August 04, 2017

Photojournalism Now: Friday Round Up - 4th August, 2017

This week Photojournalism Now: Friday Round Up goes back to Hong Kong with Benny Lam's Trapped, plus some personal insights from a recent trip.

Photo essay:
Benny Lam - Trapped

According to the Society for Community Organisation, in Hong Kong more than 200,000 people live in what are described as 'Coffin Cubicles,' tiny, cramped spaces that house individuals and also families with children. Pressured by unemployment, rising housing costs and overcrowding, many find themselves with little choice. Greedy landlords divide up rooms and buildings, illegally, and charge more than $USD250 a month for the privilege of living in a room the size of a broom closet. 

Photographer Benny Lam's expose is shocking. He told National Geographic's Proof that through his series called “Trapped,” he "wants to illuminate the suffocating dwellings that exist where the lights of Hong Kong’s prosperity don’t reach. He hopes by making the tenants and their homes visible, more people will start paying attention to the social injustices of their circumstances.

“You may wonder why we should care, as these people are not a part of our lives,” Lam writes on his Facebook page. “They are exactly the people who come into your life every single day: they are serving you as the waiters in the restaurants where you eat, they are the security guards in the shopping malls you wander around, or the cleaners and the delivery men on the streets you pass through. The only difference between us and them is [their homes]. This is a question of human dignity.”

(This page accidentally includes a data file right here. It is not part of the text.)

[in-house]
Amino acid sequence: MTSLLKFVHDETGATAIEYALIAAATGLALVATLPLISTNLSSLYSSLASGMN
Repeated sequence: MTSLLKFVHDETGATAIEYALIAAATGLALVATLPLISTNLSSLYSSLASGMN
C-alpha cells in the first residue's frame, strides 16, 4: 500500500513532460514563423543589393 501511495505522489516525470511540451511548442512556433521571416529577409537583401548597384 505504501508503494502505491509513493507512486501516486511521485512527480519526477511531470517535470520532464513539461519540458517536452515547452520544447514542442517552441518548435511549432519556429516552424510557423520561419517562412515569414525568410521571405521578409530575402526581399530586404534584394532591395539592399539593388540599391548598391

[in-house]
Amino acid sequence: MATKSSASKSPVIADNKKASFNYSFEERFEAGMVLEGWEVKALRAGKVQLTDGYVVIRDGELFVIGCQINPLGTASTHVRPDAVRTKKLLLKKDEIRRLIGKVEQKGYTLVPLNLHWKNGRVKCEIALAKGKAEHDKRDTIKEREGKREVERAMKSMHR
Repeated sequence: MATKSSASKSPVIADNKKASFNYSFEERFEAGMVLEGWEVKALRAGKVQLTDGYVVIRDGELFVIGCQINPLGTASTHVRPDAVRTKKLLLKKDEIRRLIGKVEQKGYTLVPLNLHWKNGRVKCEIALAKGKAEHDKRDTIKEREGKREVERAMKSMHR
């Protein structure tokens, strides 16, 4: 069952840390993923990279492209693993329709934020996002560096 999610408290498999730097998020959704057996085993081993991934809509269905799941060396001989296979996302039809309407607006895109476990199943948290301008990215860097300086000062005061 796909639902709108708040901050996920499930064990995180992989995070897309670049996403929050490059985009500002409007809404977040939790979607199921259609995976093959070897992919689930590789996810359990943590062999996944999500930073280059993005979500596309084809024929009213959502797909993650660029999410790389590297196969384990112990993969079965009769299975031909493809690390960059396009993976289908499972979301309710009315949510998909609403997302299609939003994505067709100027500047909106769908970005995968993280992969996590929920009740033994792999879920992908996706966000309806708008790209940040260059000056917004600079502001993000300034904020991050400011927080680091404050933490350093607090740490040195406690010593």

(C) All photos Benny Lam

You can read his story and view more images at National Geographic Proof.

Hong Kong Domestic Workers' Day Off

One Sunday when I was in Hong Kong recently I saw these congregations of women. They were sitting on the sidewalk, on overpasses, outside hotels and up-market shopping centres. At first I thought they were homeless, although the sheer numbers refuted that notion. Quickly I learned their stories.  

Hong Kong’s live-in domestic workers are entitled to only one day off a week. With no place of their own, every Sunday they congregate on the streets, a practice that has been going on since the 1980s. 

Thousands of mostly female Filipino migrant workers bring food, drink and music. They sit with their friends on pieces of cardboard spending the entire day outdoors, and often staying until late into the night. They eat, dance, play cards and chat about their lives and their families who they have left behind - often these women have to leave their own children and travel afar to earn money for the family. 

Most of these women are abused by their employers - underpaid, underfed and forced to live in accommodation that in some instances takes the form of a mat on the floor of a closet. The majority work 16 hour days. 

But some domestic workers are beginning to organise and in recent months there have been protests for improved working conditions. 

Yet another glimpse into a side of Hong Kong that is in stark contrast to the tourism brochures. 

(C) All photos Alison Stieven-Taylor 2017